Help!!!!
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Jeff Perrella
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Again, the Privateer Press site has a TON of info, there are people there who know WAY more than me. But I'll do my best

If you like agility and finesse, I think Circle of Orobos would be right up your alley. They are super annoying to play against, they jump all over the place and have a lot of tricks in their bag. I also think the Privateer (aka Pirate) Mercenary faction is a finesse army, requires a lot of synergy management to pull off some nasty tricks and stay alive. I believe Protectorate of Menoth would also be considered a finesse army, but I'm far from expert on that faction. I know they need a lot of synergy, manoeuvrings, and buffing spells to stay alive. Nice thing is that they are in the 2 player box, and the other faction is Khador- ideal if you want to teach others, as Khador is one of the easier factions to play. Again, the 2 player box is a sweet deal if you like either of those factions. It's all plastic models, so it's pretty easy for a beginner to assemble, too.

Hordes vs. Warmachine is a matter of personal preference. It seems that most people start with Warmachine, don't really know why. There are pros and cons to both.

Hordes lets you be a little more "reactive," in that you can decide during your turn which beasts will get fury (aka focus) on them, whereas you need to allocate focus to warjacks at the the beginning of your turn in a warmachine army. Warjacks tend to be a lot tougher than warbeasts, but warbeasts can heal a lot easier. WM casters tend to have more spells, but Hordes warlocks can use special spells (animi) depending on which warbeasts you use. WM casters generate their own focus, so they can still cast spells after jacks are killed, Hordes warlocks need their beasts alive to generate fury in order to cast spells.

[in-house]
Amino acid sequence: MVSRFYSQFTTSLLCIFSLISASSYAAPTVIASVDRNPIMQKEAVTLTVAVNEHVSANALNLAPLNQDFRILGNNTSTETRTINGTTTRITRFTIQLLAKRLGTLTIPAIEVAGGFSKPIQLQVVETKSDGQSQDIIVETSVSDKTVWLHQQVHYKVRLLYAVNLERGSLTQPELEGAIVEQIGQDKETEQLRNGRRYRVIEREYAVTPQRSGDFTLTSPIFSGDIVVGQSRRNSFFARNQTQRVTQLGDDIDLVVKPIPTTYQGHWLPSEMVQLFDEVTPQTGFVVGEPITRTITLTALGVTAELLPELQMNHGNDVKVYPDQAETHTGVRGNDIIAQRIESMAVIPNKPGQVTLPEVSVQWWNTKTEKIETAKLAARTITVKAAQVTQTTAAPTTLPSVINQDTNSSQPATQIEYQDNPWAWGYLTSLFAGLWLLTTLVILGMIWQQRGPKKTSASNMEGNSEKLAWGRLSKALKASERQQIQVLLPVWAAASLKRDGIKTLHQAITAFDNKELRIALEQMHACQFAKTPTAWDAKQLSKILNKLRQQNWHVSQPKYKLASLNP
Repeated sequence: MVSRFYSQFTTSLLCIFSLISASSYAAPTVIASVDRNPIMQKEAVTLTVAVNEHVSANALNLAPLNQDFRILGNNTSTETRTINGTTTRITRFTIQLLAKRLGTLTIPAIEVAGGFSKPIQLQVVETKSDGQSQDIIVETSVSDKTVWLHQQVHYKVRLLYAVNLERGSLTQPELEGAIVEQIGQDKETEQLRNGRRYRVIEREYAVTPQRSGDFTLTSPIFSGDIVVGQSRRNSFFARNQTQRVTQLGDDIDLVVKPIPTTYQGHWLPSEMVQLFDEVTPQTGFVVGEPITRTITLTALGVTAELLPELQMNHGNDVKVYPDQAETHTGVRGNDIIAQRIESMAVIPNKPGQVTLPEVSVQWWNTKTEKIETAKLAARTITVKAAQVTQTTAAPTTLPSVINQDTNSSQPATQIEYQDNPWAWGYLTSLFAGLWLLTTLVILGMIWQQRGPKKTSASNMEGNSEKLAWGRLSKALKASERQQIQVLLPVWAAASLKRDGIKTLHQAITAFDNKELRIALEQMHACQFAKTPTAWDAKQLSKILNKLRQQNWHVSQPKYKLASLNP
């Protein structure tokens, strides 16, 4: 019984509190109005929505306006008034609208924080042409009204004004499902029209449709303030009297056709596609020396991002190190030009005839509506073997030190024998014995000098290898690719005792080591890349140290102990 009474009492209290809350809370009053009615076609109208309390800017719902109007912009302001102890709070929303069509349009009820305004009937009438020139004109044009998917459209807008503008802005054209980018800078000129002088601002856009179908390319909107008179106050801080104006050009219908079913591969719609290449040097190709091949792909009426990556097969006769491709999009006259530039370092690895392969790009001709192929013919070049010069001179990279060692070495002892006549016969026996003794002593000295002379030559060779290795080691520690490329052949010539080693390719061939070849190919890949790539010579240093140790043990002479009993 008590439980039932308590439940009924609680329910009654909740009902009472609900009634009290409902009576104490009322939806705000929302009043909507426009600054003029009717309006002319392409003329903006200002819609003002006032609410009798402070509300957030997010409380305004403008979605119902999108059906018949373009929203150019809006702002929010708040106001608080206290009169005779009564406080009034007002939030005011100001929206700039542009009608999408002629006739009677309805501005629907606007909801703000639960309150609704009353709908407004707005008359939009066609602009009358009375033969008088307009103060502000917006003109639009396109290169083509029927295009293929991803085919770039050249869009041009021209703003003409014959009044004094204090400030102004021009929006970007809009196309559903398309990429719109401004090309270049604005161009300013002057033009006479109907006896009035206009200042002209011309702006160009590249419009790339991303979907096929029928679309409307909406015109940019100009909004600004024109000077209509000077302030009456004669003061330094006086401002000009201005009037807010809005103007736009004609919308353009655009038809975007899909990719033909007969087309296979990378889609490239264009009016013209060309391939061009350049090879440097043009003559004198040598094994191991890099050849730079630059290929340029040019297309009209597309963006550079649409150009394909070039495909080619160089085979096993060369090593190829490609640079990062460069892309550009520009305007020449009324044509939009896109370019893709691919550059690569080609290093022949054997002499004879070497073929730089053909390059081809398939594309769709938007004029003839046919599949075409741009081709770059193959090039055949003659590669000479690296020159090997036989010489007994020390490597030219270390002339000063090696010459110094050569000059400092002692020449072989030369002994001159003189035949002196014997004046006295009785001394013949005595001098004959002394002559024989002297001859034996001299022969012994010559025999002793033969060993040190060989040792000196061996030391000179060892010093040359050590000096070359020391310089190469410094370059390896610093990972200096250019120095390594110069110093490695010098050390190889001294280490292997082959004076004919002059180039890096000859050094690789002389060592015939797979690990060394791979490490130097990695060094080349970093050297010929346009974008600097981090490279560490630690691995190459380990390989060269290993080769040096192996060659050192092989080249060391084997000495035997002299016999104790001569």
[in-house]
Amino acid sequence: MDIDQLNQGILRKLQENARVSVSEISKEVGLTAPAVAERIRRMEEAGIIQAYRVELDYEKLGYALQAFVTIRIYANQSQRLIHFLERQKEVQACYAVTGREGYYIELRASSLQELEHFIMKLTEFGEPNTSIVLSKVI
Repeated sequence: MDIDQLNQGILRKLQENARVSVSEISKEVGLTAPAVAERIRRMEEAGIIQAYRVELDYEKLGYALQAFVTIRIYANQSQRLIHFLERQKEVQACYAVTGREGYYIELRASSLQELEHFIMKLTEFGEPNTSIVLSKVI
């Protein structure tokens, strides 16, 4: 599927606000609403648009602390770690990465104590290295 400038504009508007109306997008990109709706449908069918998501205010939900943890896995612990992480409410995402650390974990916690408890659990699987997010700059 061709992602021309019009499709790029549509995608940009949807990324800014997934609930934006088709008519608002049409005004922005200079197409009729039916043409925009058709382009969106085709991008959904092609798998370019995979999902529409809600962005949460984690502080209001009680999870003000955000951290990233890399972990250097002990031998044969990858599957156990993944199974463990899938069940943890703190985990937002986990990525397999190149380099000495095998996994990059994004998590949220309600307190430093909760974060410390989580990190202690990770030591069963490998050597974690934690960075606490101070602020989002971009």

Get used to a VERY different style of play than most miniatures games. Get used to things dying. A lot. It's one of the few games where you can have a fair amount of attrition and still win. In most scenarios, all that matters is killing the other caster. I've seen lots of games where a player was down to his last model (the caster) and still won with a caster kill whilst his opponent still greatly outnumbered him.

It will pay to do some studying, find out which army fits your playstyle AND will keep you interested long enough to actually paint everything.
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Ryan Powers
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Maddtrippin wrote:
Thank you all very much for the input! I'll head over to my local shop this weekend and see what they have going on!


That's going to be your best bet. Even if you like game X more than Y, if nobody plays it near you it's not worth much unless you're dedicated enough to try to change that. And even that takes some luck.

Plus, you can probably get people to give you a demo game or two of whatever game(s) are being played locally.
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Val Ruza
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I would watch and learn about Warmachine/Hordes before you jump into it. Go in with an open mind, one that will accept your deciding that you like it or not like it. Warmachine/Hordes gets a lot of love because it is not Warhammer, and you shouldn't make a decision just based on this fact alone.